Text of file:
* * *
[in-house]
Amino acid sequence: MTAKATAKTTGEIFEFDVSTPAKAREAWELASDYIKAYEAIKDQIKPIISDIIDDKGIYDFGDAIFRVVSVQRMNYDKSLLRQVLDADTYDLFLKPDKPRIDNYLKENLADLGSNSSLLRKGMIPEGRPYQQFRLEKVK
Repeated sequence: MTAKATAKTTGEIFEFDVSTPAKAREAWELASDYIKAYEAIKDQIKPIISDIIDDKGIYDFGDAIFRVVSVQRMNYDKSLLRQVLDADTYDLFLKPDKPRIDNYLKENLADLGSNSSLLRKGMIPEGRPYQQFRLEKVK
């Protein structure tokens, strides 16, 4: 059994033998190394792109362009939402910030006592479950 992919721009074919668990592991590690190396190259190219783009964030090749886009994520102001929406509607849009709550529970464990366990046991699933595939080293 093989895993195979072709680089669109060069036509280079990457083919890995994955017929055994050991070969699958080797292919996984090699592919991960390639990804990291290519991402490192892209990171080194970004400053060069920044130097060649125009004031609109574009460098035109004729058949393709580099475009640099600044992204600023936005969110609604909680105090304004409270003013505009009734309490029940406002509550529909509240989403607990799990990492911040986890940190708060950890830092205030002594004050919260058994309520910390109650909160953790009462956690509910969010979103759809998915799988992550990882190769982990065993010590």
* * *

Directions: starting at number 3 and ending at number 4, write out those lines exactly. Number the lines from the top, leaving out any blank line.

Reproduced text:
Repeated sequence: MTAKATAKTTGEIFEFDVSTPAKAREAWELASDYIKAYEAIKDQIKPIISDIIDDKGIYDFGDAIFRVVSVQRMNYDKSLLRQVLDADTYDLFLKPDKPRIDNYLKENLADLGSNSSLLRKGMIPEGRPYQQFRLEKVK
């Protein structure tokens, strides 16, 4: 059994033998190394792109362009939402910030006592479950 992919721009074919668990592991590690190396190259190219783009964030090749886009994520102001929406509607849009709550529970464990366990046991699933595939080293 093989895993195979072709680089669109060069036509280079990457083919890995994955017929055994050991070969699958080797292919996984090699592919991960390639990804990291290519991402490192892209990171080194970004400053060069920044130097060649125009004031609109574009460098035109004729058949393709580099475009640099600044992204600023936005969110609604909680105090304004409270003013505009009734309490029940406002509550529909509240989403607990799990990492911040986890940190708060950890830092205030002594004050919260058994309520910390109650909160953790009462956690509910969010979103759809998915799988992550990882190769982990065993010590």